We met six Los Angeles-based creatives, part of a new wave that is shaking up the fashion and entertainment industries.
Here, a brain lamp. There, a buzz lighter. Then, a Mario Bros soft toy, a sword, a writing machine, a Hello Kitty figurine, a bunch of DIY things. Duckwrth’s home is like his music: diverse, colorful, instinctive, fanciful. The sound universe of the South Central-bred rapper oscillates between nonchalance and ferocity, vibrance and sensuality, nostalgia and modernity. Behind the dyed hair, the rock star looks and the explosive stage performances, he also reveals an almost shy sweetness.
You grew up in South Central. Did it impact your aesthetic sensibility in any way? I am thinking in particular of your taste for finding beauty in unexpected places.
Musically, it affected me. My cadence, how I put lyrics together or the pacing of it. Because we used to listen to a lot of G-funk, like OutKast, Snoop Dogg, DJ Quik… and the music always has that high end beat, which is what creates the funk. So I feel it inspired me musically but as far as aesthetically, my influences are more international, or kind of mid-century modern.
You’ve just mentioned some of your music influences. They are actually very eclectic, from hip-hop to punk, by way of funk, soul and gospel. How did you build your musical culture ?
I come from a musical family. My father, my mom, my aunties and uncles did gospel. So music was always around. My sister would also play different types of music. She would play Coldplay, OutKast, Erykah Badu… All these things were sounds I would commonly ear when I was young and it kind of expanded my mind. Then, when I left for college, I started to find other people who were into different types of music and culture. And they further educated me and expanded my tastes.
You are very comfortable with saying you have both a male and female energy. When did you start embracing your feminine side? I guess it was not that easy for a young black man from South Central, raised in a church-going family.
I guess I felt it when I was younger but I was raised around a lot of women, so it was kind of natural to me. I am very familiar with the feminine energy.
Then, in college, I lived in the Bay Area where it’s very universal. It’s all genders, all sexualities. People kind of exist how they want to exist. And my circle was heavy queer. So they helped me, even with my own masculinity, to be more fluid. I feel like the way I express myself is much more fluid than my particular sexual preference.
It feels like you really found yourself in college.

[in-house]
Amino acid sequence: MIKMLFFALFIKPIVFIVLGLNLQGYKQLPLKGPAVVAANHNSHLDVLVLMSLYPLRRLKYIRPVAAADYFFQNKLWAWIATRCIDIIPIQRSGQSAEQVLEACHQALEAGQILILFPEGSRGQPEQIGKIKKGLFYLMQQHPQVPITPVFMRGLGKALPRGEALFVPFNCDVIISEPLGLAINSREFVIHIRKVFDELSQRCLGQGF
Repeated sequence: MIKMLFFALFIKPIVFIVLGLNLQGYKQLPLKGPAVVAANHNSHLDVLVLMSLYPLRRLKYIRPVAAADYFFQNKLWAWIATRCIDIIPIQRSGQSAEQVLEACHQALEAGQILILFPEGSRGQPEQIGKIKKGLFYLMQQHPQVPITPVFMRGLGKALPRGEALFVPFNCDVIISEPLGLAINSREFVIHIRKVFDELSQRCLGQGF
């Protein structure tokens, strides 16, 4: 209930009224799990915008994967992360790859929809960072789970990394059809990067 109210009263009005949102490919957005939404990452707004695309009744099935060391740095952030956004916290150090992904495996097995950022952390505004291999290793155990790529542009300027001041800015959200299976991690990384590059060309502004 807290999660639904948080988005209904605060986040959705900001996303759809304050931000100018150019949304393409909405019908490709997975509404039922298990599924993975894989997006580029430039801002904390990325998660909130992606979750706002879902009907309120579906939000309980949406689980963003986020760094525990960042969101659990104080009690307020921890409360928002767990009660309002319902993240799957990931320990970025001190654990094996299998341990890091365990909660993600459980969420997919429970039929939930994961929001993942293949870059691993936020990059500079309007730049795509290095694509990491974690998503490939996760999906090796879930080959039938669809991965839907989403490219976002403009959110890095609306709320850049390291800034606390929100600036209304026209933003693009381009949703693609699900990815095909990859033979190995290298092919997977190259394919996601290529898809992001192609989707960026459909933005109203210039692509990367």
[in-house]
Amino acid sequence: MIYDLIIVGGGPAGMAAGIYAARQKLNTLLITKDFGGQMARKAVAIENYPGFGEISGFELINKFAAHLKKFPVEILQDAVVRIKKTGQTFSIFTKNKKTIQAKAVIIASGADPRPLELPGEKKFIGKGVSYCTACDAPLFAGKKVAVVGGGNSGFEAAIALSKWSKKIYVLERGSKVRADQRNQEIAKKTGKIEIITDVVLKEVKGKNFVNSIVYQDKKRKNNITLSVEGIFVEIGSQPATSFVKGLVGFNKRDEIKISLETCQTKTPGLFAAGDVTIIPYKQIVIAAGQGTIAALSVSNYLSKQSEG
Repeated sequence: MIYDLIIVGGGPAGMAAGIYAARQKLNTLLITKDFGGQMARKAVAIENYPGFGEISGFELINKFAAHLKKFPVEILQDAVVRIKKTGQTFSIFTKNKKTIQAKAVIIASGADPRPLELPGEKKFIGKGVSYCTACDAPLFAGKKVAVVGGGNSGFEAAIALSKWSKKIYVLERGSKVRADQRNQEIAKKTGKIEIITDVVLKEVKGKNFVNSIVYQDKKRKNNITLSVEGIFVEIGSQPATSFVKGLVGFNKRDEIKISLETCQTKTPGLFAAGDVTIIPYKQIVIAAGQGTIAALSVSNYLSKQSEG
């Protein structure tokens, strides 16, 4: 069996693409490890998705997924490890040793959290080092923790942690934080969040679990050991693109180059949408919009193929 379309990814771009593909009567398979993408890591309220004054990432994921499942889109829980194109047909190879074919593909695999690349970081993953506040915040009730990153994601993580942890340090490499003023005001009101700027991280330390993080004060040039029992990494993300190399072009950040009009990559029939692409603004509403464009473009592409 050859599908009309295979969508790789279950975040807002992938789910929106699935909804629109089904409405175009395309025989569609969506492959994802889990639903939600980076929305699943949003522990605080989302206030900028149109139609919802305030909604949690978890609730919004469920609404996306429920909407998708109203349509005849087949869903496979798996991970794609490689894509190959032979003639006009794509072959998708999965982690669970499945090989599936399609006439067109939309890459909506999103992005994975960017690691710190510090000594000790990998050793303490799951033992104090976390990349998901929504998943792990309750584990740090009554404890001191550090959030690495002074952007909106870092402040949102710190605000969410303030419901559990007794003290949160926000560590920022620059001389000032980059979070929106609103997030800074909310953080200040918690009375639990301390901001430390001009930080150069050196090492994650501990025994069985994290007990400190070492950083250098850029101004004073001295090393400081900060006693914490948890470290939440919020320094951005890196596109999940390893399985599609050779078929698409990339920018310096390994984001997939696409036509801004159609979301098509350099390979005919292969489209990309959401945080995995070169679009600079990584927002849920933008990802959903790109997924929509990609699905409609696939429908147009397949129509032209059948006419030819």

Definitely found myself in college.
You have such a bold and assertive sense of style. How would you describe your relationship with fashion?
I find myself having to express myself in every way. Even just being in my house.
You know, I can’t have conversations with people when I am in the street, walking past, but my clothing can have a conversation. It can say more than I can say sometimes.
It’s the way you present yourself to the world.
Yeah. And I feel more comfortable in my skin if my outer layer is colorful, textured or layered. It’s something important.
Does it make you feel like powerful?
It’s just like a language, I guess. I’m not very expressive, so it’s my language.
Where does that vital need for expressing your creativity in various ways come from?
Specifically in fashion, my sister. She wouldn’t let me go out of the house looking crazy. She didn’t want me to embarrass her, when we were out. She wasn't actually in fashion at the time but later she moved to New York and went into fashion styling. She put me on different brands and I would see her style, the cool way she dressed. I guess I just inherited it.
You studied graphic design and handle all the visual aspects of your music. When working on a song, do you think of images at the same time as words and beats?
I wish! I don’t. But I think the visual side comes in when I tell a story in a music. I have like characters or sometimes a theme. And from beginning to end, it creates a bit of a visual.
What are your biggest visual inspirations?
I know it would sound corny but Earth. Nature. All the tones out there that everyone uses in graphic design or garment design. It’s like all the palettes are in nature.
That’s not corny!
No? Okay. You know, when it’s 6 o’clock in the morning and the whole sky is pink and orange, it’s so beautiful.
L.A. is great for that!
It is! Being from here, that's definitely a bit of an advantage!
Your stage presence is very strong and energetic. Would you say it’s your alter ego performing, or on the contrary, your most authentic self?
Neither. I wouldn’t say it’s an alter ego, it’s more like Clark Kent versus Superman. I see me out there and I think that’s the time and place for me to be really expressive, jumping here and there and being loud as fuck. Versus in normal settings where I’m more introverted. I’m actually an extroverted introvert.
I guess music is a bit therapeutic for you?
Very much so. For lots of musicians. At the last show I did, there were speakers in front of the stage and I literally hopped from one speaker to the next one. And there was a good distance between those speakers. And I was dancing and singing, loosing breath and everything. It was crazy, I wouldn’t do that normally in life.
What do you want your music to convey?
I want my music to convey whatever its function is to whom that’s listening. Some people listen to my music to work out, some have it in the background while they study, some play my music to make love. I like that I can create something that has purpose and function in people’s lives.
What are you the most proud of ?
Choice. Having the choice to travel, eat what I want to eat, dress how I want to dress. That’s what I am the most grateful for.